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I have a page containing an iframe in which I expect that within the iframe the user will navigate to many different pages - all of them in the same domain as the parent page.

In the top level window I have a persistent object, let's call it appData. And in the iframe I often have lines like

parent.appData[someProperty] = {a : 1, b : 2};

I'm aware of the general problem of freed script errors and I understand that I shouldn't try to call any arbitrary methods on such an object since the originating document may have unloaded, but surely hasOwnProperty shouldn't be such a method, and I should be allowed to say, in some subsequent child page:

if (parent.appData[someProperty].hasOwnProperty('a'))

Shouldn't I? And here's what's odd: it works as I expect in every browser I've tested except MSIE 10. I did see the recent answer to IE9 "Can't execute code from freed script" when calling hasOwnProperty() and indeed using in seems to work fine for my case, but I'm wondering whether I've been "cheating" all along or if this is a bug in MSIE 10.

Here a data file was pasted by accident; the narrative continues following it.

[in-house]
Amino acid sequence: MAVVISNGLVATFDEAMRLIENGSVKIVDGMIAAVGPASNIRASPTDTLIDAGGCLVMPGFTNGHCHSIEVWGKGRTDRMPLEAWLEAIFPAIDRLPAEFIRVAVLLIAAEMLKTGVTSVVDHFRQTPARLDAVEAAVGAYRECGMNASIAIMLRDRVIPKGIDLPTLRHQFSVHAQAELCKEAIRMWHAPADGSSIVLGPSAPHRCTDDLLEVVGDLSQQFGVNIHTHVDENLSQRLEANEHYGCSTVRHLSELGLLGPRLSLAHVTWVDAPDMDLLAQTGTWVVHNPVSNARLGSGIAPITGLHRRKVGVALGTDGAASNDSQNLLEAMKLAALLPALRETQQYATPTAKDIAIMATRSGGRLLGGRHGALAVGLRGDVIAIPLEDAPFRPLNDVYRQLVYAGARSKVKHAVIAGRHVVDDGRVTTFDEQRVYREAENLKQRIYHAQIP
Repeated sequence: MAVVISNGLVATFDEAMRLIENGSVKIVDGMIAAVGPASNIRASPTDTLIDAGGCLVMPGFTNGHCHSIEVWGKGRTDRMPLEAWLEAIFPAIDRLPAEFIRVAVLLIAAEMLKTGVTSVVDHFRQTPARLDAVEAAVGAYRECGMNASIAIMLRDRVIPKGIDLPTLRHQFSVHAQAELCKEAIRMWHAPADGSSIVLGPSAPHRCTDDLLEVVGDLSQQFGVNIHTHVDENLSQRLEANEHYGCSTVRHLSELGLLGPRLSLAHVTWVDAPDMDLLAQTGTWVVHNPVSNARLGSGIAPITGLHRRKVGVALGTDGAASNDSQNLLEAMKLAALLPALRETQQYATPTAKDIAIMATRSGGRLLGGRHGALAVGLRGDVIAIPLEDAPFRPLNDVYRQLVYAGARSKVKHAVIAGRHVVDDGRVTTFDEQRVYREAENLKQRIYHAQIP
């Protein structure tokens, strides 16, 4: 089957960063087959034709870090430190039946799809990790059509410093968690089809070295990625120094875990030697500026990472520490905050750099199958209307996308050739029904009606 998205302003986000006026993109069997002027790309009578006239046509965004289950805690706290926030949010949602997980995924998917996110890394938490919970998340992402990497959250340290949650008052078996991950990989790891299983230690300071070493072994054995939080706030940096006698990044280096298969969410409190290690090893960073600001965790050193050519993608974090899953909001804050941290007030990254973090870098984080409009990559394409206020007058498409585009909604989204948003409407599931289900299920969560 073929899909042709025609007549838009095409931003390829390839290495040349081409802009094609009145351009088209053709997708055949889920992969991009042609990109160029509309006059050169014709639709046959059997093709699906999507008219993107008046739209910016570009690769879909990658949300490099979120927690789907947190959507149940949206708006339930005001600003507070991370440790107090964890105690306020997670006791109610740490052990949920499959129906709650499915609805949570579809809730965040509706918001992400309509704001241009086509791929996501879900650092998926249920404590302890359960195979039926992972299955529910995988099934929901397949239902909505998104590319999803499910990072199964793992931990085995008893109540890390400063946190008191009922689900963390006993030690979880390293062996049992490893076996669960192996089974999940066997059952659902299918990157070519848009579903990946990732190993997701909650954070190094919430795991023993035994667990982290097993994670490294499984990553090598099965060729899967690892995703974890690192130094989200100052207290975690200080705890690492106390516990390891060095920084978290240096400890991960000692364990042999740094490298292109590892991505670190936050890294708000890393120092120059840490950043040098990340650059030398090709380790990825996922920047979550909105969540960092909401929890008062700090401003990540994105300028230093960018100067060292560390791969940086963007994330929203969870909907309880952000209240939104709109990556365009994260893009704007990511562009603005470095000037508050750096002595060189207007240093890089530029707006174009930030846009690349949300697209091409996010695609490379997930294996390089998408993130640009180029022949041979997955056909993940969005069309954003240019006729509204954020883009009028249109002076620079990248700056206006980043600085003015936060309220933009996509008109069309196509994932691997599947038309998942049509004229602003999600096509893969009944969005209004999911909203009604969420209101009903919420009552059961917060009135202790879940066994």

jsFiddle doesn't handle iframes so I'm not sure how best to demonstrate this with an example, sorry.

share|improve this question
up vote 1 down vote accepted

Personally, I'd handle all functions similarly if you are concerned about the freed script issue, including built-in ones such as hasOwnProperty. In that specific case, it still could technically be interpreted as a function on an object, and apparently some browsers treat it as such (IE10) and others treat it as a special case that is still accessible (the others you mention). Even if it worked in all browsers, I'd still feel wrong about it.

Thus, not sure about your exact case, but could you instead do something like:

var appData = parent.appData || {};
var someProperty = appData[someProperty] || {};
if(someProperty[a] !== undefined){
    ..
}

Otherwise, you could always surround it with a try..catch

Update
And of course you could use in as well, as mentioned in your linked question.

share|improve this answer
    
Yeah, maybe my intuition is just wrong on this, but my thought was that "just data" isn't subject to the freed script restriction, only "code" is. And hasOwnProperty isn't really "part" of the object, by this thought, it's just a method you can call. – Dan Jan 22 '13 at 18:25

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